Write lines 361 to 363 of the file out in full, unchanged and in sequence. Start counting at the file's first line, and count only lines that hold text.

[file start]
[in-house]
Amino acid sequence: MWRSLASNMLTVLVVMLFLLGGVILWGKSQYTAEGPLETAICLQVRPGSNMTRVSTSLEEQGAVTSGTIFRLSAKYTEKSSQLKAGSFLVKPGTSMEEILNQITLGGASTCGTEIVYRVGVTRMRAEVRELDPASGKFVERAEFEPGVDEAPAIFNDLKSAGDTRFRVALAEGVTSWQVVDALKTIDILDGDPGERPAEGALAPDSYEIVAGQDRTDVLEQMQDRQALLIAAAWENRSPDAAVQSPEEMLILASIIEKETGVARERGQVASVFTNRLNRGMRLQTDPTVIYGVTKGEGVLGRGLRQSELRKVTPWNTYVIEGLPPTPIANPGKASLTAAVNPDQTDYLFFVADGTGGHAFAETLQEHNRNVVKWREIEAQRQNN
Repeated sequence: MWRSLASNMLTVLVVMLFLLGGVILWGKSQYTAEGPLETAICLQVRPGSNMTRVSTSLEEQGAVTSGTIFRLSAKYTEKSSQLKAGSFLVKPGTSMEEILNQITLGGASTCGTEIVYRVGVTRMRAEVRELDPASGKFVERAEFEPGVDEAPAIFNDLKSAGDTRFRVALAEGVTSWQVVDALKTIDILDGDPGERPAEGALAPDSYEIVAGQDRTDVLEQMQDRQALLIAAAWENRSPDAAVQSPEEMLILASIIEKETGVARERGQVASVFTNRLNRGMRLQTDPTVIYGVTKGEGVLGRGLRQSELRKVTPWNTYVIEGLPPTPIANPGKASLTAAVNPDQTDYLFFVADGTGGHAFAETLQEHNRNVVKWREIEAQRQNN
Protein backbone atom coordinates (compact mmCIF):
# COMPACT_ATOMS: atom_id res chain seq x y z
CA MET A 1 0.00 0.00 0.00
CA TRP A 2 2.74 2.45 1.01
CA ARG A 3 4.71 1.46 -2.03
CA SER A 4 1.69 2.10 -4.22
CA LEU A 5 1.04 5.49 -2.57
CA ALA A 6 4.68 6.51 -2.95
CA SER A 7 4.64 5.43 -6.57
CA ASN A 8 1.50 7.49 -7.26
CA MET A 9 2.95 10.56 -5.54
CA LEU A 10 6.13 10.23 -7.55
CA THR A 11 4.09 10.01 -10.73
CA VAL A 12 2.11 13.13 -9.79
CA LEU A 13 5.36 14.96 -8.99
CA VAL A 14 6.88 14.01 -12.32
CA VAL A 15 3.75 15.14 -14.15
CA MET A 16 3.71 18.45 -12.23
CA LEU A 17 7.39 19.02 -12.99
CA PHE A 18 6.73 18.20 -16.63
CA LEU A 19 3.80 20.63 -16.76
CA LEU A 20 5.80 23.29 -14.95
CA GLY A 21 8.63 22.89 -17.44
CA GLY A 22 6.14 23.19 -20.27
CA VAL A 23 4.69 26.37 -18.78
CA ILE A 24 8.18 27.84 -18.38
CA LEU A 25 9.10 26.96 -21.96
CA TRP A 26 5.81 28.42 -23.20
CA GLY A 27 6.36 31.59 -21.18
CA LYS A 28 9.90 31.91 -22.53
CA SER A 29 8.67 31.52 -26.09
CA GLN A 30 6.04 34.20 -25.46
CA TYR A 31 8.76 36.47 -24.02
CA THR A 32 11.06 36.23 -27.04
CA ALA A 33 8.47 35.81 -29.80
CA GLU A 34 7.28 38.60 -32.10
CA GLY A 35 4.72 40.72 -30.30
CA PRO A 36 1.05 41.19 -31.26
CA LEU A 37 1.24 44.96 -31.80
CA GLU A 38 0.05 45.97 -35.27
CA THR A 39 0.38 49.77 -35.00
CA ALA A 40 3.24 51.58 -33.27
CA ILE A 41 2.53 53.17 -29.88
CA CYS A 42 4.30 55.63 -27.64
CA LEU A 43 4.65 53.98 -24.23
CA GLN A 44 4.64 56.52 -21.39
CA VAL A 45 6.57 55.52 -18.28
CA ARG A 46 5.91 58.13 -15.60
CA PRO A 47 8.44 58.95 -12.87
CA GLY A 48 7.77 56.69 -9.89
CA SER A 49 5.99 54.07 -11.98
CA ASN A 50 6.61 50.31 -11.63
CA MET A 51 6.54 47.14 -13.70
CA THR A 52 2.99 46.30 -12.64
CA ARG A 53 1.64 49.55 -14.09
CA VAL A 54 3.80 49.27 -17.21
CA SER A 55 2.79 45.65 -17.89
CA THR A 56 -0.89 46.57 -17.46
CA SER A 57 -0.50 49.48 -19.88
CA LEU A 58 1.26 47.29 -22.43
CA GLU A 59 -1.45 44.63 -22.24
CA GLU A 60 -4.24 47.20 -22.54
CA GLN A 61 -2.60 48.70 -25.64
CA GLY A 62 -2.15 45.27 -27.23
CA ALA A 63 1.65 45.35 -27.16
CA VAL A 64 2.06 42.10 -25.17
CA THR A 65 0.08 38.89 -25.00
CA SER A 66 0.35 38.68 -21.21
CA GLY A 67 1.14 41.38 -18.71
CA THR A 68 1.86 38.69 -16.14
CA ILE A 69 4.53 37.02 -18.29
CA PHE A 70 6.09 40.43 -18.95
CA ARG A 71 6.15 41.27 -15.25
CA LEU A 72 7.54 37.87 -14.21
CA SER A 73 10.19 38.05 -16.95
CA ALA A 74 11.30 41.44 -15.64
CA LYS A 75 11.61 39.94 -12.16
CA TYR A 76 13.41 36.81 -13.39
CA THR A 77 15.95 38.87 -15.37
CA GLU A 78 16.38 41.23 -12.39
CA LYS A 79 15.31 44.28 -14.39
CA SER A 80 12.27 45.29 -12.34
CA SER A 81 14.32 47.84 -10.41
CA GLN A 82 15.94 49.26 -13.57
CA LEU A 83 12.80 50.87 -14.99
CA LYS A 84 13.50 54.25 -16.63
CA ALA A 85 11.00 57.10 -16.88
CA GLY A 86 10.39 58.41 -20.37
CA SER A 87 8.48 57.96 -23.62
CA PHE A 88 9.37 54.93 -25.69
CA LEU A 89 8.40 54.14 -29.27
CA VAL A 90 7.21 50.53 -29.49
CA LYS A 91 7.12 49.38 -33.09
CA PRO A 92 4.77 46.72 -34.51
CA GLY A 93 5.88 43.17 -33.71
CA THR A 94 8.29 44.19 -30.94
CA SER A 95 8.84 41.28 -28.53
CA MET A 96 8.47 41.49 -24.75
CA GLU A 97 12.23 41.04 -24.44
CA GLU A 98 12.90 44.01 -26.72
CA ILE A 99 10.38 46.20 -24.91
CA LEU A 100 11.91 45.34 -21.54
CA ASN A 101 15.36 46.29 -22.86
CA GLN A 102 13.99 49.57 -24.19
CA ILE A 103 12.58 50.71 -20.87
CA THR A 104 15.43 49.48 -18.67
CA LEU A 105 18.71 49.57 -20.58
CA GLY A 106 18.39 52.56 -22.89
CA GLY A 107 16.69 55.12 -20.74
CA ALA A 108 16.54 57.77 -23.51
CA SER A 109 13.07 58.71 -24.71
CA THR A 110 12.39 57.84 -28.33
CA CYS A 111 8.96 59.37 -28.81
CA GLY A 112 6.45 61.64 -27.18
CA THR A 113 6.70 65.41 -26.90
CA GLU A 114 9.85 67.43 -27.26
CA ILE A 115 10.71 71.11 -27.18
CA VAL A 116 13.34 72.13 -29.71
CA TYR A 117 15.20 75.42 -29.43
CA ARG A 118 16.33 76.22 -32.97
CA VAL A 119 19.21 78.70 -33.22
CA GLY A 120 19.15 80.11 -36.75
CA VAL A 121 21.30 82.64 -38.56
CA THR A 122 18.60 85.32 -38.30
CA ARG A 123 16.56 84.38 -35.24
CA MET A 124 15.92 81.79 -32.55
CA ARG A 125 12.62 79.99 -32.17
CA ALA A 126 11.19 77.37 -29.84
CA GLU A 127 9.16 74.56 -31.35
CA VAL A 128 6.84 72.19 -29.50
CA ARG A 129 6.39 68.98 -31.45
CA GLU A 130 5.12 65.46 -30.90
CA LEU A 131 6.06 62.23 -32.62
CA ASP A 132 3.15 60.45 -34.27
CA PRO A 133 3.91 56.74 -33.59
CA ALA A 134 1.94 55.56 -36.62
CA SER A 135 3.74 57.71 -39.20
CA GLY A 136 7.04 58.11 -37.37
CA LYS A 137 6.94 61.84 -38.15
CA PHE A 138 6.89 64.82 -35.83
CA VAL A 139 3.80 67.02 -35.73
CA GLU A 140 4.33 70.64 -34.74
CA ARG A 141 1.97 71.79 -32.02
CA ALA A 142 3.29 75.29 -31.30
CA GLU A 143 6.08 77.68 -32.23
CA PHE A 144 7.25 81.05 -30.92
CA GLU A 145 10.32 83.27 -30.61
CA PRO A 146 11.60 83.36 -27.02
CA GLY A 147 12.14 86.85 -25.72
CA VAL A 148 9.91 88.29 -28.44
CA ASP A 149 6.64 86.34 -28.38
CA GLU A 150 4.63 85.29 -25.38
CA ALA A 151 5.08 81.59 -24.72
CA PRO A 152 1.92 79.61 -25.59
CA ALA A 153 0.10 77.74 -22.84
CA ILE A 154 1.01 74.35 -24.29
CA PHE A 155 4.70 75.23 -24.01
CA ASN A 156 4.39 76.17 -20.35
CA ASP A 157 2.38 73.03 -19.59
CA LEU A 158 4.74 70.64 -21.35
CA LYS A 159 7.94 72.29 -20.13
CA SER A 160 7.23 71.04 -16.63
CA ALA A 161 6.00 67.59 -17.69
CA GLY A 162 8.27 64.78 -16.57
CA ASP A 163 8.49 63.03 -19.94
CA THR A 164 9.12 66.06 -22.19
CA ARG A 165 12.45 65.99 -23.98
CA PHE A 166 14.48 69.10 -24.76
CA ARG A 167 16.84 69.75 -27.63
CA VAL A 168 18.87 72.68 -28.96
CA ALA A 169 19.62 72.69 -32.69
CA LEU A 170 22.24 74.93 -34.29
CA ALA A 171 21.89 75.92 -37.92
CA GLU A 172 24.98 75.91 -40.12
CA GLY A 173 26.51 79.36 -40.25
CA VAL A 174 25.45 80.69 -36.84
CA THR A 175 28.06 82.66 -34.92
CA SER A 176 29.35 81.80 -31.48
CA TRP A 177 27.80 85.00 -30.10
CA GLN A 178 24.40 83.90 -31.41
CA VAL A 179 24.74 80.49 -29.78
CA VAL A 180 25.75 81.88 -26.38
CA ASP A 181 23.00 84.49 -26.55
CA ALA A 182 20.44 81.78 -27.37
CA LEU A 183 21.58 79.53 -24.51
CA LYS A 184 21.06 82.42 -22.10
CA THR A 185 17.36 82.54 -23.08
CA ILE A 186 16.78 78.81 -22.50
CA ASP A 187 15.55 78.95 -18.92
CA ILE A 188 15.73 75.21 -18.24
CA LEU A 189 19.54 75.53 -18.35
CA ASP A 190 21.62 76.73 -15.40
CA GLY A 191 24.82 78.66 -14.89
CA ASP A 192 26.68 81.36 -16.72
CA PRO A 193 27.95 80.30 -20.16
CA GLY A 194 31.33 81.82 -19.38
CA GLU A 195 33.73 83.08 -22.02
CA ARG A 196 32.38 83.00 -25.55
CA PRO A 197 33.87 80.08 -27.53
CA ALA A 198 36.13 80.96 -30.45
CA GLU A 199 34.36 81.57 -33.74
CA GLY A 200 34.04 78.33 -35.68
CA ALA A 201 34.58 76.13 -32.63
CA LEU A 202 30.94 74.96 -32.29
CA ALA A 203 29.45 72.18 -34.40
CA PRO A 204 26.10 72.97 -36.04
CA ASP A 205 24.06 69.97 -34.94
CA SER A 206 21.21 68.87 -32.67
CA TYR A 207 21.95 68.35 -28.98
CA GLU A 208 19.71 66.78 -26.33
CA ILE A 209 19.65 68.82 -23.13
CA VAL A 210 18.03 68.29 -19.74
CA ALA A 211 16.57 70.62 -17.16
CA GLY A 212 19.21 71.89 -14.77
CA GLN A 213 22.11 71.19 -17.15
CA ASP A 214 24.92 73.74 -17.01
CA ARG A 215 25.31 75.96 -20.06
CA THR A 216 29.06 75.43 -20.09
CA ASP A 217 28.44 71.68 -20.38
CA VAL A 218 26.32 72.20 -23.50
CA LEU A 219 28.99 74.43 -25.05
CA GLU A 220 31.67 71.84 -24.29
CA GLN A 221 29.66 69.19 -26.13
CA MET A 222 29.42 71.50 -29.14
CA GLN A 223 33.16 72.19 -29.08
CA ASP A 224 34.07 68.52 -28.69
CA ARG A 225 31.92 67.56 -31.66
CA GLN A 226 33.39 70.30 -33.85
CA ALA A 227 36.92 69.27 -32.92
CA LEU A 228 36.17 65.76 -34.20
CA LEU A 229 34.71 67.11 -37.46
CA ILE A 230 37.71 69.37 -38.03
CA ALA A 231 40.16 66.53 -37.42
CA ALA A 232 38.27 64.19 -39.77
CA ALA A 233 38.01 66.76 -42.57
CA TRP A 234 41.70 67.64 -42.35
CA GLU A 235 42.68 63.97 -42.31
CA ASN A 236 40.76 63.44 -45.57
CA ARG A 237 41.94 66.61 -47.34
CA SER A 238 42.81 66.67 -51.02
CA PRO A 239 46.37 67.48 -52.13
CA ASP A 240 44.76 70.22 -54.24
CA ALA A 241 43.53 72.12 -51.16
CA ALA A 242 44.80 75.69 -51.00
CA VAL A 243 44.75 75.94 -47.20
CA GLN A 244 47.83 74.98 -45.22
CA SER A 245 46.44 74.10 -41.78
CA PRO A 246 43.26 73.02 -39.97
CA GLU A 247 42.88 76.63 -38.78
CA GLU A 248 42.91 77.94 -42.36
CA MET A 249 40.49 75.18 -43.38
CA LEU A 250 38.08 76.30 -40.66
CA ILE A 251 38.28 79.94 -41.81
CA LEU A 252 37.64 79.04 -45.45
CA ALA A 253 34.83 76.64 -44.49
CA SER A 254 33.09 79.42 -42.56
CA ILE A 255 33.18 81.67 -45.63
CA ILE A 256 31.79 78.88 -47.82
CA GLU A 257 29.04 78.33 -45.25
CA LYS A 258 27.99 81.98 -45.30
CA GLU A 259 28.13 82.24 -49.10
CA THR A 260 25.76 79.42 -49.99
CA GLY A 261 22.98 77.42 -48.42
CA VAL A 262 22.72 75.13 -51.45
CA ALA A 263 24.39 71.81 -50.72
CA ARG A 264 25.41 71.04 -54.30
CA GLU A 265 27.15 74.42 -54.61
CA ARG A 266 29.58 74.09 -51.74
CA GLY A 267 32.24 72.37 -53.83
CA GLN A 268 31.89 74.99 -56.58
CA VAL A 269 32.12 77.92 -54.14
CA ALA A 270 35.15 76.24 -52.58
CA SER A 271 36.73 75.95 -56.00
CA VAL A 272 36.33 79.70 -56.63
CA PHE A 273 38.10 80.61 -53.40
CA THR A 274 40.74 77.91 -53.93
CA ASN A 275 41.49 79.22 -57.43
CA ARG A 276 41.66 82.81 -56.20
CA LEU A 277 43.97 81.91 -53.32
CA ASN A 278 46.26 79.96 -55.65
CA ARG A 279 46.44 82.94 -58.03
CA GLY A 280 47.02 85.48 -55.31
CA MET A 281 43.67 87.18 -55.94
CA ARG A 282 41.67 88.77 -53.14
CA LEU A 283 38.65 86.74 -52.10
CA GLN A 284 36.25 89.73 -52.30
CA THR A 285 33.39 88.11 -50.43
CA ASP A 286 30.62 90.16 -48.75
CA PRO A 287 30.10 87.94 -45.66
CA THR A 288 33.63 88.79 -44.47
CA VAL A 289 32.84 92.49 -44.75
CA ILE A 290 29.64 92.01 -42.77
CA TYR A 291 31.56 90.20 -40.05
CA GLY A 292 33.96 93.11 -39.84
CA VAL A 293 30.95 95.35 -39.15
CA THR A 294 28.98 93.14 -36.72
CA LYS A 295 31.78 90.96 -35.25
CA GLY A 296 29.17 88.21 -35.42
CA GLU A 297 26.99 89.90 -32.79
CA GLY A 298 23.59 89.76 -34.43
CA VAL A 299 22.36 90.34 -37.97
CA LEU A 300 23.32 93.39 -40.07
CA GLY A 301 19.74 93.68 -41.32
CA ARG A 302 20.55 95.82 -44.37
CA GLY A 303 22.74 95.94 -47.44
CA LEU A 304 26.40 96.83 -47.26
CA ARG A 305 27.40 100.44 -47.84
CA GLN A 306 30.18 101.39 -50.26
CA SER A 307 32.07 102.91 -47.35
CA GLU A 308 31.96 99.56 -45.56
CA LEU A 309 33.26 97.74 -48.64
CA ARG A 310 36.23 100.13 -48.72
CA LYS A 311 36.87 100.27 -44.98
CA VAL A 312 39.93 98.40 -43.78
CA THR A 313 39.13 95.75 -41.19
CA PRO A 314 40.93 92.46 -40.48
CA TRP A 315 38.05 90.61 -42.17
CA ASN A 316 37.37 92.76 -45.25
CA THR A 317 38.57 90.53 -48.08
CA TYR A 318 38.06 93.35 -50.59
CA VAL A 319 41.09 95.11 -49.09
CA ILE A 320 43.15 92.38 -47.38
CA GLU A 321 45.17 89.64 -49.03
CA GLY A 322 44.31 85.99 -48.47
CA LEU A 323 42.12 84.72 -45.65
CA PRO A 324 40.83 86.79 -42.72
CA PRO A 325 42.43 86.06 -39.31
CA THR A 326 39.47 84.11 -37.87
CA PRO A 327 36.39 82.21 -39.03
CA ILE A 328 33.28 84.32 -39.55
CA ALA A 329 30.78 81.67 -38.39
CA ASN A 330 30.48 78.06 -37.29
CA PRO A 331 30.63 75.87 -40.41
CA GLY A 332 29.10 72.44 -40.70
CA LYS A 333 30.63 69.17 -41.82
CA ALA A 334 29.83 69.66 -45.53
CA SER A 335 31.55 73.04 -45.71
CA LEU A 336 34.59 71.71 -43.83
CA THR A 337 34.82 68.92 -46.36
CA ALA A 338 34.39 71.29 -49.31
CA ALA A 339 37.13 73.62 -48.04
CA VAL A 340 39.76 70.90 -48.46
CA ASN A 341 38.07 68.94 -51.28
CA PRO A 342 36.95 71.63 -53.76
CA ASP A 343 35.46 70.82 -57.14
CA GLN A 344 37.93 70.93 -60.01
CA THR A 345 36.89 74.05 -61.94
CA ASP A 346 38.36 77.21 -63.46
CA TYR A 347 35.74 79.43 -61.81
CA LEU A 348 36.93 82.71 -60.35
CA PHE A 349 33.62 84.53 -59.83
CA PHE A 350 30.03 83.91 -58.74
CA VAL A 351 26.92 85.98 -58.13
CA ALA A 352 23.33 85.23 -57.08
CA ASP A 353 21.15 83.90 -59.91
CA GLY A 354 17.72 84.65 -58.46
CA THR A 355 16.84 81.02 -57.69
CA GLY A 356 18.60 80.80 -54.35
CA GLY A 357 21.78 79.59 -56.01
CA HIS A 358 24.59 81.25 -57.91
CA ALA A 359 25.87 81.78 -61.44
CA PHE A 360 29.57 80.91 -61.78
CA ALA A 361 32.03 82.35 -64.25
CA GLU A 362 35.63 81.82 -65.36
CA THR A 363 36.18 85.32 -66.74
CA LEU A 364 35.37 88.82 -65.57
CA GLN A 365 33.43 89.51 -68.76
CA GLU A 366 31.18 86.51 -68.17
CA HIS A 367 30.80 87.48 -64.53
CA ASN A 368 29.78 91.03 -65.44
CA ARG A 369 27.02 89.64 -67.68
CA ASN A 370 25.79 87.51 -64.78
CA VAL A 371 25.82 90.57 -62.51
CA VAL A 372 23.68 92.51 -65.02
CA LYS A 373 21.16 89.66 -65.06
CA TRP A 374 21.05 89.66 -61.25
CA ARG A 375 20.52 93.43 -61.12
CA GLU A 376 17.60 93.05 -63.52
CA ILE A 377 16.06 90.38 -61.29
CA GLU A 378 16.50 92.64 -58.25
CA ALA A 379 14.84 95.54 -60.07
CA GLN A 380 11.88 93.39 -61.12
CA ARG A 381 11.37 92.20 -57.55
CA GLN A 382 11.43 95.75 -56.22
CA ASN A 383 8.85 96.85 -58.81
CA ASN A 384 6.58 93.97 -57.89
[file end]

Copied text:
CA GLY A 356 18.60 80.80 -54.35
CA GLY A 357 21.78 79.59 -56.01
CA HIS A 358 24.59 81.25 -57.91